East Indians must write family life stories
Once again Indian Arrival Day has come with its flurry of speeches and cultural expositions celebrating the ancestral heritage, remembering the good old days which the large majority of us never experienced. The descriptions of the lives of our ancestors by historians bring tears to the eyes.
But for many East Indians, Indian Arrival Day has little or no significance mainly because, particularly as East Indians we have not shared as widely as we need to the significance of the ancestral experiences and the lessons and values imparted by them to us. We have indeed beyond a shadow of doubt benefitted in no small way from the foundations they laid, be those foundations economic, social, cultural, religious or familial. No matter how small their contribution might be perceived to be, let it never be disregarded for it is upon those foundations that we have built and prospered. Too often the contribution of our ancestors is measured by wealth and property. How many of us realise that it is the subtle inculcation of traditional values which is the greater inheritance from our ancestors? We the descendants of our ancestors have learnt the value of entrepreneurship and the economic independence that it creates.
There are those in society who point to the success of East Indians and assume that they had some fortuitous advantage. Maybe that is so in a couple of cases but the majority of success stories among East Indians involve thrift, savings, sacrifice, hard work, determination in the face of obstacles and courage to stay the course. Resignation to fate has never been in the “DNA” of the East Indians. While accepting the theory of karma East Indians accept the results but not as fatalistic. They are rarely overwhelmed by them. They move on, quickly picking up the pieces and moving forward without losing sight of their vision for a better life for themselves but more so for their children and families. Despite the dominance of the single family unit, the ideology of the extended family has not been lost to them.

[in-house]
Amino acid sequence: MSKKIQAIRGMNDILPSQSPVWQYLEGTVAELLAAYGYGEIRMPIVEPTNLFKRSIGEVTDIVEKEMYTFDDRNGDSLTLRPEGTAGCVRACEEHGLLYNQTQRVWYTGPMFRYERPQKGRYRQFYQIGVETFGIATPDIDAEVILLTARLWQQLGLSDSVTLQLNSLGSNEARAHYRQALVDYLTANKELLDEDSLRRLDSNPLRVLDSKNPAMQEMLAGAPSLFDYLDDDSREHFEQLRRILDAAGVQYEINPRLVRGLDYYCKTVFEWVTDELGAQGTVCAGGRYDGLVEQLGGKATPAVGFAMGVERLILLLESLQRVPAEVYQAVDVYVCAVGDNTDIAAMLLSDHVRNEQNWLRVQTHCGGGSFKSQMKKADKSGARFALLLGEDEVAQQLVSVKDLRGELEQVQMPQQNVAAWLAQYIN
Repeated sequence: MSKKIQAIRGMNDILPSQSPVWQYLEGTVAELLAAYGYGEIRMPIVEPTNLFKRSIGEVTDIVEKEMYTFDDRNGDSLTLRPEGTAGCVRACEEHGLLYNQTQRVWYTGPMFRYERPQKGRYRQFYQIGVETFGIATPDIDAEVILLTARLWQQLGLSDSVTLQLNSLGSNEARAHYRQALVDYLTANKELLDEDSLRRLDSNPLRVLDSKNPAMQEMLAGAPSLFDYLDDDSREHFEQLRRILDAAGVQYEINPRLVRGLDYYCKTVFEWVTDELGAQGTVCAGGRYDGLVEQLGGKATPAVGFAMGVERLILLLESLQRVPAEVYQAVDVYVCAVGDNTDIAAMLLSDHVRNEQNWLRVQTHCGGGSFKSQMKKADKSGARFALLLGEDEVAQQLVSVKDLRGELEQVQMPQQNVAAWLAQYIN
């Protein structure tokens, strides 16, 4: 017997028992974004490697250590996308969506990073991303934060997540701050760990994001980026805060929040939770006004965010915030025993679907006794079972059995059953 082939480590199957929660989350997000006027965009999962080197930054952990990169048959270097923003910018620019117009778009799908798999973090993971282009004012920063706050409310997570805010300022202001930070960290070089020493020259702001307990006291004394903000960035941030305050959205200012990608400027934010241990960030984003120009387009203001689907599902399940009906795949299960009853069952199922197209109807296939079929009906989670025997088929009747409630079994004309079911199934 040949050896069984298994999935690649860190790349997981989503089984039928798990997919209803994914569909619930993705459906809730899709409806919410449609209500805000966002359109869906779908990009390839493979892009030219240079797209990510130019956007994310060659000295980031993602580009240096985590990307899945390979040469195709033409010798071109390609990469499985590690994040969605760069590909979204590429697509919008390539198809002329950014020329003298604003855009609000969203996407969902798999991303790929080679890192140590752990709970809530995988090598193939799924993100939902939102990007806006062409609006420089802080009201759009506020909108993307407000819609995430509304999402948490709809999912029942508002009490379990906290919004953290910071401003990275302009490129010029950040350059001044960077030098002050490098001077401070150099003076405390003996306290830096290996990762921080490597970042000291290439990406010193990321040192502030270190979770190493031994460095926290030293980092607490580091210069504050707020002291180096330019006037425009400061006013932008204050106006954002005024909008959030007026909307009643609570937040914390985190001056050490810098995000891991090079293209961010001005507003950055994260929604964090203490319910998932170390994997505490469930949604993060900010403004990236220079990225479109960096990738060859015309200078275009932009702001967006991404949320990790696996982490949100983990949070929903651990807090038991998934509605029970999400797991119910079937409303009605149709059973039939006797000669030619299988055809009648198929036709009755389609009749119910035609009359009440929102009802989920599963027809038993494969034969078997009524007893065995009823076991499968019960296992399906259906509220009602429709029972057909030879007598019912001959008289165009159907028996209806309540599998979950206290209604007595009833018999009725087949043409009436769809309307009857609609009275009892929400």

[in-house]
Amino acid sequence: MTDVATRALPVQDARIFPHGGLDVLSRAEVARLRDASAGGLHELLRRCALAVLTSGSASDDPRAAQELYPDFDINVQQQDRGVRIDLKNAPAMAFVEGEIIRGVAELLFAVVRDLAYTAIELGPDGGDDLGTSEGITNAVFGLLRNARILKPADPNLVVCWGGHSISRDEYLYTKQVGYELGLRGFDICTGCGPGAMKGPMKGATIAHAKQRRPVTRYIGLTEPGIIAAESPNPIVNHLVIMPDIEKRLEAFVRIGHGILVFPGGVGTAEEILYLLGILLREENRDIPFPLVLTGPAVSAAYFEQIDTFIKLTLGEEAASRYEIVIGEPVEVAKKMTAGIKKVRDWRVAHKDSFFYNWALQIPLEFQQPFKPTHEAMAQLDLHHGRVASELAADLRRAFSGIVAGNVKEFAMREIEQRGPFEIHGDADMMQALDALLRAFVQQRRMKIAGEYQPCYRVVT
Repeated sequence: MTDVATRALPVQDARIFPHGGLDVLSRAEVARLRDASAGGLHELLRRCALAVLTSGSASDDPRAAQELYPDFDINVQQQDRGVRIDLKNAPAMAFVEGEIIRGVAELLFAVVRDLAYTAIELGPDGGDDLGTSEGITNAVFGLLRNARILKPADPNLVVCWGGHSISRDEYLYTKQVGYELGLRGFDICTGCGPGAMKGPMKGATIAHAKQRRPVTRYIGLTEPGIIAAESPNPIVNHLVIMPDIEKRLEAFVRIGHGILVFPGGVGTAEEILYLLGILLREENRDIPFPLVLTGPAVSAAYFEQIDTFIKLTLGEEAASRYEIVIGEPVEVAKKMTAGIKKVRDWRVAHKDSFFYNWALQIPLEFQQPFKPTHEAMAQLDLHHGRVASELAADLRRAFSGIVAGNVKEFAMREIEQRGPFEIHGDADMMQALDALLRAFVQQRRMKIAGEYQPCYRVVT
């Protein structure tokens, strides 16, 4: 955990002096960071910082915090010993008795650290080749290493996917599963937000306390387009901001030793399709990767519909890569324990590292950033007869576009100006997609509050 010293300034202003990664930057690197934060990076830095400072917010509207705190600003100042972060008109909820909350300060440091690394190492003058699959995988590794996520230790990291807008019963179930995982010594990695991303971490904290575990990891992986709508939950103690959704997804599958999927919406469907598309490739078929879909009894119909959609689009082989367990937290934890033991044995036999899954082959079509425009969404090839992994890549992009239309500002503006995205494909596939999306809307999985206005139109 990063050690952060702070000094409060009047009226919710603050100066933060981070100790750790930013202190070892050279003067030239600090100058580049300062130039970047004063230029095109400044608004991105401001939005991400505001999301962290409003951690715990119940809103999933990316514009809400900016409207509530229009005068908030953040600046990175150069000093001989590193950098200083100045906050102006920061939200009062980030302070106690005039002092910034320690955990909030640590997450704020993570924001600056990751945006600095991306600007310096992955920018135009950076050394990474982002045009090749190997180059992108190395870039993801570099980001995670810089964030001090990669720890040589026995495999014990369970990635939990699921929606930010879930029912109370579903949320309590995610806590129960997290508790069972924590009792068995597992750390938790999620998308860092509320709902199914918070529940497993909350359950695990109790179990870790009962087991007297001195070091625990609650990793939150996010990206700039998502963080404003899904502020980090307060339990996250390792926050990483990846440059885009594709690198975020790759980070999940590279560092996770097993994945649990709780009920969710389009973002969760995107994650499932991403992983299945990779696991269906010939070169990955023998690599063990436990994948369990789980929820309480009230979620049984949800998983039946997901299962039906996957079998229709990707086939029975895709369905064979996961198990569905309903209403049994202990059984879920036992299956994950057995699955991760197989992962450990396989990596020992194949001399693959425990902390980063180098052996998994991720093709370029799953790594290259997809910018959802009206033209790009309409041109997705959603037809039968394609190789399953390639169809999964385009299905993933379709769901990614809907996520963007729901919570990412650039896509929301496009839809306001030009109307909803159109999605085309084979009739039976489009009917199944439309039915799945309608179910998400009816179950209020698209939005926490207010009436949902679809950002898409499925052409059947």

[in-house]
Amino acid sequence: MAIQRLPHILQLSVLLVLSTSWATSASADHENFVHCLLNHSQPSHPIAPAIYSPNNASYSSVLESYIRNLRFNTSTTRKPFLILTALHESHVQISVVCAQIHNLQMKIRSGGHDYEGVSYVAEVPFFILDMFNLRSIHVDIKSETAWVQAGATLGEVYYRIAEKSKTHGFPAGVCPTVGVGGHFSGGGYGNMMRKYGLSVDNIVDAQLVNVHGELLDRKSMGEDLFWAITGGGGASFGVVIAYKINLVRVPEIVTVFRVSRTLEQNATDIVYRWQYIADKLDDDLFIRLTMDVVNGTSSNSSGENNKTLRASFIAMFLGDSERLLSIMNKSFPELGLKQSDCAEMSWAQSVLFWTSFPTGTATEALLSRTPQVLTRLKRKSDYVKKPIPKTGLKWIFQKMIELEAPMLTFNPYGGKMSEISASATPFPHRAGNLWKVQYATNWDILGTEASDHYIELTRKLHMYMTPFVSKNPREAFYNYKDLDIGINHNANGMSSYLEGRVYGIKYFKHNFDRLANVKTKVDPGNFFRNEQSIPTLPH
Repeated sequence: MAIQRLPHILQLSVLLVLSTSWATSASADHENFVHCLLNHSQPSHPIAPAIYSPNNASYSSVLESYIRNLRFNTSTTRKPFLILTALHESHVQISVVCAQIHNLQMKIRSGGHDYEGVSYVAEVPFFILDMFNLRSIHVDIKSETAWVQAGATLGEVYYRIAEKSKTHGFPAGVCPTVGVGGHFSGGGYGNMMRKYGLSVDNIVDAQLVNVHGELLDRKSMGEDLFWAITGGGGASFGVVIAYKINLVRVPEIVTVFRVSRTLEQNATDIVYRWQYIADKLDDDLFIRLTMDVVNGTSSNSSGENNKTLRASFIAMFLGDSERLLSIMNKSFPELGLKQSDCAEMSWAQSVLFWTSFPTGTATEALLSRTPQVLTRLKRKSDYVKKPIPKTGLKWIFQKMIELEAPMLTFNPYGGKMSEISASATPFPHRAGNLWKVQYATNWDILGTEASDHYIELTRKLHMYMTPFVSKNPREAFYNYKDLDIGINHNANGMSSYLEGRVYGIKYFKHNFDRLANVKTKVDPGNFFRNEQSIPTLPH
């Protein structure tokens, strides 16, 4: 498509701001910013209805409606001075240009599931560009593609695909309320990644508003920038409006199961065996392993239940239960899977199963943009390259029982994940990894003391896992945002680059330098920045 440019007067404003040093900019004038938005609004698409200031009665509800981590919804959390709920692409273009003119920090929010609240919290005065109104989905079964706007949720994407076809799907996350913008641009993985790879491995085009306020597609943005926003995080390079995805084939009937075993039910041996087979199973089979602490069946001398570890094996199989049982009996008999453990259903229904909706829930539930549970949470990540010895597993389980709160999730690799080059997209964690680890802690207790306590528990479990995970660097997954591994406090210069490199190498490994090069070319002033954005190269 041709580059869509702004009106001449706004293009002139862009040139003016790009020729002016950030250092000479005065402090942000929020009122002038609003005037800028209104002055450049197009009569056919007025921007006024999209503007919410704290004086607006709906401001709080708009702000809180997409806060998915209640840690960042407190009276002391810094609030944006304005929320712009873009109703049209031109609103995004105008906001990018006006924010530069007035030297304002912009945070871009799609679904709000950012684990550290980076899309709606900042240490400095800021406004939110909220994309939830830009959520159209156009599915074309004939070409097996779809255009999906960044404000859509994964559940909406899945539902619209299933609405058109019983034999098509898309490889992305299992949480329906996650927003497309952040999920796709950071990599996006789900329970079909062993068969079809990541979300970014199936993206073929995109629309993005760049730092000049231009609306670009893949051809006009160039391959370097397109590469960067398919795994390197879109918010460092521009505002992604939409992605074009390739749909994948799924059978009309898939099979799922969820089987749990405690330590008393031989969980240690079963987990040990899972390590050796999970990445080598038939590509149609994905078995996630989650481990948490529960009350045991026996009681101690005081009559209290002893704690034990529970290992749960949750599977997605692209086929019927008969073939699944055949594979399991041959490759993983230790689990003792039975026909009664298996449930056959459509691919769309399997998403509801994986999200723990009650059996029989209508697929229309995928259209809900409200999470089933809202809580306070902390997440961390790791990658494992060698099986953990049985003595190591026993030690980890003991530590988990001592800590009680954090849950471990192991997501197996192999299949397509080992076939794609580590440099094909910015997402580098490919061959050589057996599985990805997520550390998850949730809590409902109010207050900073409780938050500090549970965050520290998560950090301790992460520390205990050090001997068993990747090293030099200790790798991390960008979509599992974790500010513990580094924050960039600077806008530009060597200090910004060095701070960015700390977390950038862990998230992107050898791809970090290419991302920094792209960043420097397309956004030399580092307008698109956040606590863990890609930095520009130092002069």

We are today better off as East Indians because of our inherited values. This we must celebrate as we mark another Indian Arrival Day. Our ancestors arrived only with their faith and hope in their hearts. Imagine the following. They came with small bundles of clothing, maybe some religious texts but with hope. They started with no material wealth. But yet today their children and grandchildren live in luxurious homes drive the best cars and are part of the professional elite and government.
From ajoupas to marble-tiled houses, from bull carts to luxury vehicles, they have arrived. None of this was possible without the foundations laid by our ancestors who first arrived in 1845. We thank them, we pray that their souls find eternal peace. Ours is now a duty to bequeath to the future a society much richer in values as much as we must also bequeath the conditions for prosperity and a better quality of life.
If I have but one suggestion to make it is this. East Indians must start writing their family life stories. There is much to learn from our ancestral history but equally there is a lot to be inspired about through the lives of the descendants. And while I am at it, the greatest story that can ever be told in the context of our Indian Arrival Day has for me to be the story of Siewdass Sadhu who built the temple in the sea at Waterloo.
I hope a movie will someday be made of this man’s life and doings. It will be a great moment when the big screen could reveal this story.
Have a thoughtful Indian Arrival Day!
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